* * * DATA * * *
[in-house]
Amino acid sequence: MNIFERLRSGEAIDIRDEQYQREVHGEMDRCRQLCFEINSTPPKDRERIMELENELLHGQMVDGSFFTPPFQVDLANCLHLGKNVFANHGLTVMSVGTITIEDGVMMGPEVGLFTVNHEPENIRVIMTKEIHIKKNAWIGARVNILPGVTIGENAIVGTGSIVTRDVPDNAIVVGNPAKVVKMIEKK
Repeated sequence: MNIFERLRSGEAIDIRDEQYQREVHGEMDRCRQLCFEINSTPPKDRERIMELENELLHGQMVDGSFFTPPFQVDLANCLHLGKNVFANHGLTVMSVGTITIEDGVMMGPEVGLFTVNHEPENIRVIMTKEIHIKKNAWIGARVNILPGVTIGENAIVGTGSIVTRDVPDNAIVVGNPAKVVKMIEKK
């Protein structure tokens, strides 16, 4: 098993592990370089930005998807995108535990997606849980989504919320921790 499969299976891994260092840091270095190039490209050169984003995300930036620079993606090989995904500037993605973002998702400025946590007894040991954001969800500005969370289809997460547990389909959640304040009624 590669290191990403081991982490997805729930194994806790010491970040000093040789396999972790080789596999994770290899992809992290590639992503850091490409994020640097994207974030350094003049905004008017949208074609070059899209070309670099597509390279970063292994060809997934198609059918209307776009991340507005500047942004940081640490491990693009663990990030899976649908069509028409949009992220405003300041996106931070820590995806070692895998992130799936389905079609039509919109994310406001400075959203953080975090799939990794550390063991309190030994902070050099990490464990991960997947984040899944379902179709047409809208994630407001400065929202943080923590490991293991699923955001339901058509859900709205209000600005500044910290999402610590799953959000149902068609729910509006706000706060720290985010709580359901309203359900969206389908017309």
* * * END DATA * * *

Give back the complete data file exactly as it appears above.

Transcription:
[in-house]
Amino acid sequence: MNIFERLRSGEAIDIRDEQYQREVHGEMDRCRQLCFEINSTPPKDRERIMELENELLHGQMVDGSFFTPPFQVDLANCLHLGKNVFANHGLTVMSVGTITIEDGVMMGPEVGLFTVNHEPENIRVIMTKEIHIKKNAWIGARVNILPGVTIGENAIVGTGSIVTRDVPDNAIVVGNPAKVVKMIEKK
Repeated sequence: MNIFERLRSGEAIDIRDEQYQREVHGEMDRCRQLCFEINSTPPKDRERIMELENELLHGQMVDGSFFTPPFQVDLANCLHLGKNVFANHGLTVMSVGTITIEDGVMMGPEVGLFTVNHEPENIRVIMTKEIHIKKNAWIGARVNILPGVTIGENAIVGTGSIVTRDVPDNAIVVGNPAKVVKMIEKK
């Protein structure tokens, strides 16, 4: 098993592990370089930005998807995108535990997606849980989504919320921790 499969299976891994260092840091270095190039490209050169984003995300930036620079993606090989995904500037993605973002998702400025946590007894040991954001969800500005969370289809997460547990389909959640304040009624 590669290191990403081991982490997805729930194994806790010491970040000093040789396999972790080789596999994770290899992809992290590639992503850091490409994020640097994207974030350094003049905004008017949208074609070059899209070309670099597509390279970063292994060809997934198609059918209307776009991340507005500047942004940081640490491990693009663990990030899976649908069509028409949009992220405003300041996106931070820590995806070692895998992130799936389905079609039509919109994310406001400075959203953080975090799939990794550390063991309190030994902070050099990490464990991960997947984040899944379902179709047409809208994630407001400065929202943080923590490991293991699923955001339901058509859900709205209000600005500044910290999402610590799953959000149902068609729910509006706000706060720290985010709580359901309203359900969206389908017309």